It’s customary to end each Close Encounter article with a careful reminder to “stay safe.” or, even a more sensible “Let’s be careful out there.” an admonishment borrowed from the famous Michael Conrad from the “Hill Street Blues”police-television series a “few” years ago.
But we include such admonishments towards the end of the column to remind officers, and especially the public, of the inherent danger in the job the officers perform.
Especially when it involves guns.
So when Officer Christopher Kosta and Officer Gustavo Lopez conducted a traffic stop on a van whose driver immediately dumped a high-powered rifle when he was pulled over for committing numerous traffic violations, they wanted to know more about what he and his passengers were up to. (We’re pretty sure it wasn’t legal . . . )
The traffic stop investigation resulted in an arrest and the gun is now out of circulation.
But we included a photo of the weapon in this particular case because, fully-loaded, it could easily have been used to open fire on both Officer Kosta and Officer Gustavo as well as other police officers. Scary stuff.
Officer Ryan Buckley and Officer Cassie Avila had their hands full trying to track down a robbery suspect prowling through the 25th and Treat Streets neighborhood. They were soon joined by Officer Christopher Barajas and Officer Yosel Segundo. The whole group was led by a few good Samaritans who were following the suspects on foot.
The officers eventually managed to capture the suspect responsible for the robbery even though he was carrying a short-barreled assault rifle (i.e. an AK47) with an extended magazine as well as a separate, semi-automatic weapon. The officers who responded at the time probably didn’t realize the exact extent of armament that was available to the suspects involved in this caper. There was a lot. We definitely need to list the back-up officers as well in this incident – it was that dangerous: Officer Eric Dyer, Officer Angel Aroche, Officer John Solomon, and Officer Scott Butland.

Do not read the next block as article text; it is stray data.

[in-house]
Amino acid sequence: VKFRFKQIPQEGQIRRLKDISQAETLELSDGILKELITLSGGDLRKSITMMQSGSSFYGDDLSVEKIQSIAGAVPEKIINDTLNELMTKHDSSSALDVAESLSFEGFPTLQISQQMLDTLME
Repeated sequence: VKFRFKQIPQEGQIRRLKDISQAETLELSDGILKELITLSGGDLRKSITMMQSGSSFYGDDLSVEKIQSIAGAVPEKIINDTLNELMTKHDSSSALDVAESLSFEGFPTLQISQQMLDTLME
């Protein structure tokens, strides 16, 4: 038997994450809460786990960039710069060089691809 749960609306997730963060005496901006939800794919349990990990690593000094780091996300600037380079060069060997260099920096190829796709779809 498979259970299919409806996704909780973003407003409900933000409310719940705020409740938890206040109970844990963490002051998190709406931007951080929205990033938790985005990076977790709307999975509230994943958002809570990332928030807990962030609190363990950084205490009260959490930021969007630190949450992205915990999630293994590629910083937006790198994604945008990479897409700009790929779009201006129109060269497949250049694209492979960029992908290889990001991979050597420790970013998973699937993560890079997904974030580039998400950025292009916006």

And, in the Southern District, Sergeant Robert Glenn prepared a commendation for Officer Brittney Taylor and Officer Kyle Roach for their outstanding investigation with limited resources which helped them capture a suspect conducting the sale of illegal narcotics in the district. And that ‘s where we need to start. We don’t need a criminal enterprise selling merchandise that was stolen off the shelves of high-end stores, in the City -- we need someone to shut them down. And we don’t need any more mentally challenged individuals attacking and critically injuring the the public visiting San Francisco.
And in the Southern District Officer Schiff and Officer Buckley responded to a report of a serious assault that just took place outside the theatre district at 973 Market where the suspect attacked an innocent citizen. The victim was just walking by when the suspect attacked him viciously. The video available in the area showed exactly that.
The video also documented the fact that this was a brutal, unprovoked attack where the suspect ran up behind the victim, punched him in the face, and then he repeatedly beat the defenseless victim while he was unconscious lying on the ground. The victim couldn’t remember much but that was understandable since he did sustain serious injuries with several facial fractures from the assault. This wasn’t the first time someone who wasn’t aware of the functioning criminal Zone in the City paid the consequences.
And, yes, we will wish you a wonderful New Year, but first we need to Take Our City Back - Enough of the “hall passes” for first offenders. The Penal Code doesn’t recognize nor require them. And while we can’t solve all the problems in the world, we can do a better job than trying to hide our mentally ill with a temporary 5150 stay. Simply ask the poor victim of the most recent Market Street assault - He should also, as a priority, have a say as to what should be done to the man who almost killed him.
And, we almost forgot, “Let’s be careful out there!”